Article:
It’s an open secret that i) you VERY rarely get anyone winning or losing a championship or major storyline developments at House Shows and ii) despite that, they can still be incredible fun, as everyone’s a lot more relaxed and there’s more of an improv, almost panto-air to things at times.

Who’s the WWE champion? What are those oversized belts all about?

As well as personal issues and barneys, the reason all these people wrestle each other is to be recognised as the best.

There are loads of different champions in each brand to show who’s on top. There are primary titles and secondary ones. Championships for men and for women. For singles wrestling and tag teams (pairs of wrestlers who fight together against other duos).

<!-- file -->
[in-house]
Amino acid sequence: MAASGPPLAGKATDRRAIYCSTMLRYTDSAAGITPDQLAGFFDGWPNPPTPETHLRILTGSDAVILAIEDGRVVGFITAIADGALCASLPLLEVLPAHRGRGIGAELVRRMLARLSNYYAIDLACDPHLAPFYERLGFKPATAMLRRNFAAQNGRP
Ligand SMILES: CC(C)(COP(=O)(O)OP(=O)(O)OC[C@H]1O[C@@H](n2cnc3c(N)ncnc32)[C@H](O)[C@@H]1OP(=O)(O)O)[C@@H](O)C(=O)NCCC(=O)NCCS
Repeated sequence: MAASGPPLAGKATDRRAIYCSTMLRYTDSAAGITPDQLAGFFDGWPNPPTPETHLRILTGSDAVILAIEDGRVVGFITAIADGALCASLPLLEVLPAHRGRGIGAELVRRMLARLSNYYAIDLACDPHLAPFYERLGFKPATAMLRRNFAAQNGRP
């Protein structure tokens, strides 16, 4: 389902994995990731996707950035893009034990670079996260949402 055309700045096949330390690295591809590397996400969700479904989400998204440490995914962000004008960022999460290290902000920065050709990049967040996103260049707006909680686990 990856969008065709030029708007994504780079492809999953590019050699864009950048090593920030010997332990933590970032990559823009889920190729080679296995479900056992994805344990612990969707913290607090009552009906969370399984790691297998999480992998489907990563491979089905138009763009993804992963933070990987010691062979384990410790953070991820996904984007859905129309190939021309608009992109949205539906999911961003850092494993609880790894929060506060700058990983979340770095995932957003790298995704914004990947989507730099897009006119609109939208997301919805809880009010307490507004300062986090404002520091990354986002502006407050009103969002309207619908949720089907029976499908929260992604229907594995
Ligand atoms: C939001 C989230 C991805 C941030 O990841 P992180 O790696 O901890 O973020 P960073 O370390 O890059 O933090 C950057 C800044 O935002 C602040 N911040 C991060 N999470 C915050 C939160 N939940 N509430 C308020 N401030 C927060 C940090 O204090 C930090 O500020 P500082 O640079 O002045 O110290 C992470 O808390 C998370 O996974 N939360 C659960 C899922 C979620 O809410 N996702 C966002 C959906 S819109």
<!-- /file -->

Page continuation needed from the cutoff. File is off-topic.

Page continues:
wwe ronda rousey raw


You can check out our full list of all the WWE champions right here, along with a video of how each star won the belt.

How do you win a wrestling match?

There are countless variations and exceptions, but in your standard wrestling match you can win in the following ways:

Pin/pinfall: one wrestler holds down the other so both their shoulders are flat on the mat for three seconds

Submission: one wrestler gets the other in a hold so painful that they submit, by saying they submit or tapping their hand to show that they quit

Knockout: if a wrestler is knocked down and can’t stand up for ten seconds, they lose the match

Count-out: if a wrestler is out of the ring for ten seconds, they lose the match